1. Motor Trend
Motor Trend's comparison measures the Honda Civic EX against three similarly equipped competitors: the Toyota Corolla, Mazda3 and Subaru Impreza. Judges conclude that the Honda Civic, while more than satisfactory on the road, simply lacks the fun quotient of this test's top finisher, the Mazda3. Editors say the second-place Honda Civic has "a level of refinement above the others -- it's a step up." Its 25 mpg average was best of the group.
Review: Comparison: 2008 Honda Civic vs. 2008 Mazda3 vs. 2008 Subaru Impreza vs. 2009 Toyota Corolla, Ron Kiino, May 2008
About.com's cars guide, Aaron Gold, test drives a Honda Civic LX-S sedan and says it is "simple, reliable and economical, and while I'd stop short of calling it perfect, it's pretty darn close." Among only a few disappointments is that electronic stability control is not available on most Honda Civic sedans -- only on the EX-L, Si and Hybrid. (Note: ConsumerSearch is owned by About.com, but the two don't share an editorial affiliation.)
Review: 2009 Honda Civic LX-S Sedan Test Drive, Aaron Gold
Cars.com's well-balanced review of the Honda Civic EX-L sedan gives an excellent summary of how the car is to drive, along with its strengths and weaknesses. Writer Mike Hanley says the engine feels better in city traffic, while "getting up to highway speeds takes a little time." He says the Honda Civic is "one of the better small cars available today," and it ranks as a Cars.com Best Bet. Dislikes include a "spongy feel" to the brake pedal and a firm ride that can be jarring on rough roads.
Review: 2009 Honda Civic, Mike Hanley, Nov. 14, 2008
Edmunds.com editors say the Honda Civic "sets the bar for the small-car segment," and name it among their Top Recommended Sedans and Coupes Under $20,000. In this summary review, they say the Honda Civic's strengths are "high build quality, sporty driving dynamics, rock-solid reputation for reliability and impressive fuel economy." Drawbacks include some styling quirks, such as the split-level gauge cluster design, and that Bluetooth and stability control are only available on higher trim levels.
Review: 2009 Honda Civic Review, Editors of Edmunds.com
Editors of Consumer Reports have a good summary review of the Honda Civic with a road-test evaluation and reliability history as compiled in large owner surveys. You must be a subscriber to access this report.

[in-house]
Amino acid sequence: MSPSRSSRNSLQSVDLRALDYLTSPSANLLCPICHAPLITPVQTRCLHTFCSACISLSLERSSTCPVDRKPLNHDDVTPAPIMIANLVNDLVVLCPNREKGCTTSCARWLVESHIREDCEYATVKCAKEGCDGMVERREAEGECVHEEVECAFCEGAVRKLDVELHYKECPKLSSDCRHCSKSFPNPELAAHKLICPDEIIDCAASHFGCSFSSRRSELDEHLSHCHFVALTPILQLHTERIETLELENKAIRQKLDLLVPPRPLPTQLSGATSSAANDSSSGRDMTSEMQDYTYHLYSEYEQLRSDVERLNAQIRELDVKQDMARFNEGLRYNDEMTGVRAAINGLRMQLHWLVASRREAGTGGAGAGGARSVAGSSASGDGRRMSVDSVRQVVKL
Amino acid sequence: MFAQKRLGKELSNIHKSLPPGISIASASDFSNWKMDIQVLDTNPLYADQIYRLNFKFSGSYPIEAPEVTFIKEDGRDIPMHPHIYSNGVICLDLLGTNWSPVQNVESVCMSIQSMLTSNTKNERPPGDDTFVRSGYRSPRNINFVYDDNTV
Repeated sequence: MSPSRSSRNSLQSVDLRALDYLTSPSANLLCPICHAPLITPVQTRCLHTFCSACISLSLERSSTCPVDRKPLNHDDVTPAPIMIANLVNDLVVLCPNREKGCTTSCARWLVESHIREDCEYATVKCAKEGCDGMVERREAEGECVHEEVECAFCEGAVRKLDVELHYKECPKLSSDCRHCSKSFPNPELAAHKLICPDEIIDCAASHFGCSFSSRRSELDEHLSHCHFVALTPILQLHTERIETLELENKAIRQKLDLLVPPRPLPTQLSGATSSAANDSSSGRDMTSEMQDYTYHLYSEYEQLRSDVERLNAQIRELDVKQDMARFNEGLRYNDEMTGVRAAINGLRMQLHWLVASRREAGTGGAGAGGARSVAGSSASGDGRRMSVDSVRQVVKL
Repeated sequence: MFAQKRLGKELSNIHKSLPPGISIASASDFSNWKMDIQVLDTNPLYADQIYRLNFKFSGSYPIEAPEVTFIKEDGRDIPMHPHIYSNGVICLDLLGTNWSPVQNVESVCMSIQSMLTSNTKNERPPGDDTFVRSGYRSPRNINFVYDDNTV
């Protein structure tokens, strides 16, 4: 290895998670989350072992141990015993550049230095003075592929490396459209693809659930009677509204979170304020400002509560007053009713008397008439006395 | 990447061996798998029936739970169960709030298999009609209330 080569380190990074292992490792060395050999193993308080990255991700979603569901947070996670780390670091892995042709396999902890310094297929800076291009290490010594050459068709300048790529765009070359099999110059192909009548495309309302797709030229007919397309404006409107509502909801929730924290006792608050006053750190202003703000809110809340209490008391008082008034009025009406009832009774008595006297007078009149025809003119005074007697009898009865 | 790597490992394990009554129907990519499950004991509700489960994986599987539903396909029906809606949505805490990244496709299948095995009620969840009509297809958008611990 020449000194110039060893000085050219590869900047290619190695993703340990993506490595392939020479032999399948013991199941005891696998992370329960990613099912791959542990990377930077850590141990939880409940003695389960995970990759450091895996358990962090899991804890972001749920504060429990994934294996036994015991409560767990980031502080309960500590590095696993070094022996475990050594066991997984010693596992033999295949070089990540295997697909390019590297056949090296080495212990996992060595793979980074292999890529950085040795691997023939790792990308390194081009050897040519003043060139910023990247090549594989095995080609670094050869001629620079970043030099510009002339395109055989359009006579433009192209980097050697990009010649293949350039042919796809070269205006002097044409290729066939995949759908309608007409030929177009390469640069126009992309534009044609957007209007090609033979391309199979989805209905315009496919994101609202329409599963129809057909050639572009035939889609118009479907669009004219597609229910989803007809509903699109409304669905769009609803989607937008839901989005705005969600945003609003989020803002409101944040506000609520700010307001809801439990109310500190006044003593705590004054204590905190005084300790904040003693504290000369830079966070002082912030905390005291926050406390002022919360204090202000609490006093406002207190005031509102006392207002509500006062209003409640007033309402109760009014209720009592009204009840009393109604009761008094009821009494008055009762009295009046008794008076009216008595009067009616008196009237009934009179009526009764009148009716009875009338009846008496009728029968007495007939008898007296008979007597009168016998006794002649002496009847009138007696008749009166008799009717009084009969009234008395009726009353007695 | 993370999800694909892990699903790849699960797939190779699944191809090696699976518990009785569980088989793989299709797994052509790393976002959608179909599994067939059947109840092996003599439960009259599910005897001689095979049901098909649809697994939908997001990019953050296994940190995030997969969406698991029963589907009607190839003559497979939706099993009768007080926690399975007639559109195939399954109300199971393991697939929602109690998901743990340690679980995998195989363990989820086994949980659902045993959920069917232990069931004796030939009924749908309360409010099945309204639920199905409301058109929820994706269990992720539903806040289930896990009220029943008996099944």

Review: 2009 Honda Civic, Editors of ConsumerReports.org
ConsumerGuide.com names the Honda Civic a Best Buy among small cars and test drives several versions including LX and EX sedans, Si coupe and Hybrid. Editors say the base Civics "are lazy away from a stop, but have adequate power around town and for highway merging and passing." The Honda Civic Si is much stronger and more fun to drive. Fuel economy averages 26-28 mpg with the base engine, while the Si actually did better, averaging around 30 mpg.
Review: 2009 Honda Civic Full Review, Editors of ConsumerGuide.com, Feb. 11, 2009
7. Edmunds Inside Line
Inside Line invites six "regular consumers" to evaluate three popular economy cars: a 2009 Toyota Corolla XLE, 2008 Mazda Mazda3 Touring Value Edition and 2008 Honda Civic LX, each priced around $18,000 as tested. After test driving on public roads and on a race track, consumers ranked the cars and provided feedback. The Honda Civic was the best-rated car for five of the six test drivers. One says, "The Civic is better than any so-called 'economy car' has a right to be."
Review: Consumer Comparison Test: 2008 Economy Sedans, James Riswick, June 3, 2008
8. Insurance Institute for Highway Safety
Top-rated vehicles in crash tests are honored by the Insurance Institute for Highway Safety with a Top Safety Pick award. Each of the vehicles must earn Good ratings in frontal, side-impact crash tests, plus evaluations of head restraints for protection against neck injuries in rear impacts. In addition, each winning vehicle must offer electronic stability control. The 2009 Honda Civic sedan is one of the few small cars to earn this honor.
Review: Top Safety Picks 2009, Editors of Insurance Institute for Highway Safety